Late last week the attorney general, under pressure from lawmakers, appointed two prosecutors to look into leaks of national security secrets. But leak cases are notoriously difficult to prosecute, and the prospects for these cases are problematic.
The U.S. Supreme Court on Monday refused to hear appeals from seven prisoners at the U.S. detention facility at Guantanamo Bay, Cuba. In doing so, it declined to take a second look at how its four-year-old decision on the rights of Guantanamo detainees is being carried out.
Calls for an investigation into how sensitive national security details were leaked to the media intensified this week. Some lawmakers accused the White House of leaking classified information for political gain.
The White House and military brass are calling for the development of alternative energy. One goal is cutting dependence on foreign sources. Another is reducing the carbon footprint of the largest fossil fuel consumer in the world. But now some on Capitol Hill are blocking the effort to green the military. Audie Cornish talks with Juliette Kayyem of the Boston Globe about the fight.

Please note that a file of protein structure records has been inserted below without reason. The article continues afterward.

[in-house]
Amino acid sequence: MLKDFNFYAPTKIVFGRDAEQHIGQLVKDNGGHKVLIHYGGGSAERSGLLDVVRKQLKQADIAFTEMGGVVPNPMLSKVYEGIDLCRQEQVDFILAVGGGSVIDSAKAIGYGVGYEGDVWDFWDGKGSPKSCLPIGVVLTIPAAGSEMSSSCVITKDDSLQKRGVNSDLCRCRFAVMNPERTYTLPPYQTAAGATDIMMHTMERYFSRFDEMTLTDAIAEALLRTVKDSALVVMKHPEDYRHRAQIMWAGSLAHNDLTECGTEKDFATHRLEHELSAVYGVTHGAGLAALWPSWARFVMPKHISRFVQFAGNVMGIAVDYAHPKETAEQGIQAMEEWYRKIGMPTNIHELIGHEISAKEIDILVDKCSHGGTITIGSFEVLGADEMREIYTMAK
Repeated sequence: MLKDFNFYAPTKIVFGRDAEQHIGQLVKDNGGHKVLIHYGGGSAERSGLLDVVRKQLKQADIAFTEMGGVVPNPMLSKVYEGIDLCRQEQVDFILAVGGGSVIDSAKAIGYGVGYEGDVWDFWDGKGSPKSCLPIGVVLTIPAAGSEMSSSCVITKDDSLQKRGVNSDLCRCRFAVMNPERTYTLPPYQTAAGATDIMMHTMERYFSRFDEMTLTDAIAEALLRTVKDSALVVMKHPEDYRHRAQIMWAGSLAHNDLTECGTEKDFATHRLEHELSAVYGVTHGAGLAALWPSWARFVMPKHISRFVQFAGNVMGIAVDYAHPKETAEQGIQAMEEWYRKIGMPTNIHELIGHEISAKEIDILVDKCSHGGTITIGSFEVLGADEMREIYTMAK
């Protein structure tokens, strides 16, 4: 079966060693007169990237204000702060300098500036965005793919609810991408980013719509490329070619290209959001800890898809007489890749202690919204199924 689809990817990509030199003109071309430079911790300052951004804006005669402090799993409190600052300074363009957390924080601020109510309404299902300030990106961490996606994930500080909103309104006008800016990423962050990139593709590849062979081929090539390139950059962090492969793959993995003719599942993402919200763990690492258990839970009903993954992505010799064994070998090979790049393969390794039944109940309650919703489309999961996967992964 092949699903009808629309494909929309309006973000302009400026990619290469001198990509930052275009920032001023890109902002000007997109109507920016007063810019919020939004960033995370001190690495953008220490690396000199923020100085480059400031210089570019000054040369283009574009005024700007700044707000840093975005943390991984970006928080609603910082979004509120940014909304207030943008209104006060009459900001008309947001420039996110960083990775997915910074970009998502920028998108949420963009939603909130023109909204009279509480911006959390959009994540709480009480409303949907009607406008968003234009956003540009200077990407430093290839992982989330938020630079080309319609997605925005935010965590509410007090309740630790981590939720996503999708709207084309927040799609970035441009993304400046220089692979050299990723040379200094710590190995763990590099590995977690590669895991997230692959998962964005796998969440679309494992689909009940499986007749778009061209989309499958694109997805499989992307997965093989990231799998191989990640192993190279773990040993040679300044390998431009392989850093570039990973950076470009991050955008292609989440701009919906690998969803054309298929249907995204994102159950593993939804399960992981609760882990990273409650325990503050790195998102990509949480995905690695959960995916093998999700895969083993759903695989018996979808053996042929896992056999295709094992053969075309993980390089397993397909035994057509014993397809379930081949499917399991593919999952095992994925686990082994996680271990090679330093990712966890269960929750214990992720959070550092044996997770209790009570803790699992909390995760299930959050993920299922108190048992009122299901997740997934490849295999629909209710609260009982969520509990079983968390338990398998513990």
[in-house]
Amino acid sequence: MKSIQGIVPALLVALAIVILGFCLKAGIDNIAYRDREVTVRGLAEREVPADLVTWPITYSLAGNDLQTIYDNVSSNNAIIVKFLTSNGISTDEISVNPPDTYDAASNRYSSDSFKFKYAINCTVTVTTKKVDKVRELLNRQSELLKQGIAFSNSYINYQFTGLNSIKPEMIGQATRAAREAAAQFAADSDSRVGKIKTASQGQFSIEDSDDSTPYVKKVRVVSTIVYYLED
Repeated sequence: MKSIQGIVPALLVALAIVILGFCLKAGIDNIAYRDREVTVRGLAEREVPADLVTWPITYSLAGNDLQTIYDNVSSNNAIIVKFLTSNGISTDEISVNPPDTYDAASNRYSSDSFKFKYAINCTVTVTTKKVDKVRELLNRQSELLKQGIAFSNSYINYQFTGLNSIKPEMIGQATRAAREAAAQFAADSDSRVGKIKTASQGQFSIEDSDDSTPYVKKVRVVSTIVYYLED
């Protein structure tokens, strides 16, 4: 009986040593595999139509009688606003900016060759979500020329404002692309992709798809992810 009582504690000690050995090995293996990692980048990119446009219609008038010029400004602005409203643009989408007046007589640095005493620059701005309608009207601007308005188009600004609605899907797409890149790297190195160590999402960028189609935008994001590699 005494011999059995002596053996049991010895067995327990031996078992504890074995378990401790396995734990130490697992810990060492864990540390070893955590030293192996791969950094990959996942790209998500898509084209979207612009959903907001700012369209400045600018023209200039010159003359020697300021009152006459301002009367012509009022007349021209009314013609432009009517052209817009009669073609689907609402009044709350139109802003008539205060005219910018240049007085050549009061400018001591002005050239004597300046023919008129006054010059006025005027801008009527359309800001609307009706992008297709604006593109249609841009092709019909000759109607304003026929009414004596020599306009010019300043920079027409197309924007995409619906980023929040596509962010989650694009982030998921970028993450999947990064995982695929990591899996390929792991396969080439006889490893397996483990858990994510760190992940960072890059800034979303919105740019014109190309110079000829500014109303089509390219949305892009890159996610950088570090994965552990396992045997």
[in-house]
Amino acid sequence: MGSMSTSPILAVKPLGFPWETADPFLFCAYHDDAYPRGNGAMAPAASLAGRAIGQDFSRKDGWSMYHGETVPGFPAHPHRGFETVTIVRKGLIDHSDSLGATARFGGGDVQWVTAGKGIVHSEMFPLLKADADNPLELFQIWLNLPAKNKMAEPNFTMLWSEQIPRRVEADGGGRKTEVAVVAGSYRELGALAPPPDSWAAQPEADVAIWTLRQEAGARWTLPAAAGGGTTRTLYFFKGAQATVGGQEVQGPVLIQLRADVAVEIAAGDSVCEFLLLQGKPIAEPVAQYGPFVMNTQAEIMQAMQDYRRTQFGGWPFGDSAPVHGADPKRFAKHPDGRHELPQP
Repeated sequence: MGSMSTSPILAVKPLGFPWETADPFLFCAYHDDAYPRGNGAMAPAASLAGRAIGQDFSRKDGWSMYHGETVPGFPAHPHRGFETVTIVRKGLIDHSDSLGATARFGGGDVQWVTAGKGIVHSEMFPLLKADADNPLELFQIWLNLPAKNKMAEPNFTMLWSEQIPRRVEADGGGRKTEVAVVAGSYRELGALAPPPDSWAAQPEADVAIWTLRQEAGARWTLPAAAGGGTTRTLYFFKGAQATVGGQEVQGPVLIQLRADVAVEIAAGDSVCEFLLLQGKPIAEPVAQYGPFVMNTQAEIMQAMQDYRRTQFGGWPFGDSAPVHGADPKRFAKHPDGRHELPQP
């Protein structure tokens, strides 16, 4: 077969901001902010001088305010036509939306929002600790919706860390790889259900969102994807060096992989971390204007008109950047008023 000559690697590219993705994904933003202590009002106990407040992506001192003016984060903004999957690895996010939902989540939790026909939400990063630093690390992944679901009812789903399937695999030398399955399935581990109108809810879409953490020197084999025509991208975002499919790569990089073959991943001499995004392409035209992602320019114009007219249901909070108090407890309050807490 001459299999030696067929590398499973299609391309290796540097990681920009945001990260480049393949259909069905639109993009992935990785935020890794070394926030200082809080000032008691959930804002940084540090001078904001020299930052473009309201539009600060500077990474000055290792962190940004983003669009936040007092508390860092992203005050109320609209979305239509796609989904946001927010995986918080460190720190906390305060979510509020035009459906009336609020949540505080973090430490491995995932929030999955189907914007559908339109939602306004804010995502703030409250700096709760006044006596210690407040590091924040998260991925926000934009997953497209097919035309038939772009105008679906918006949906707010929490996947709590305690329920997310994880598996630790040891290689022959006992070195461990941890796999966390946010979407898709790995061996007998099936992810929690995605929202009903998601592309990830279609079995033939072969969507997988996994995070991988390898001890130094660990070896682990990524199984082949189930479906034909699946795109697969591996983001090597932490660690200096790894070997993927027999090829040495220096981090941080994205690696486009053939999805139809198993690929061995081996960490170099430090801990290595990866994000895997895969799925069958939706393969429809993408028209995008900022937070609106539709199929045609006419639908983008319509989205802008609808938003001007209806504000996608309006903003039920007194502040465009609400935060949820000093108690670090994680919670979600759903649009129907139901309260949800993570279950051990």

Russian antivirus firm Kaspersky Lab has discovered a piece of malware infecting computers mostly in the Middle East. Flame eavesdrops on conversations, takes screenshots and steals data from infected computers without being detected. Wired's Kim Zetter discusses how the malicious code works.
Last year, the National Reconnaissance Office gave NASA a gift--two declassified spy telescopes, each higher in quality than anything NASA has ever produced for space. NASA astrophysics director Paul Hertz and Caltech theoretical physicist Sean Carroll discuss how the telescopes could be used to hunt for elusive dark matter and dark energy.
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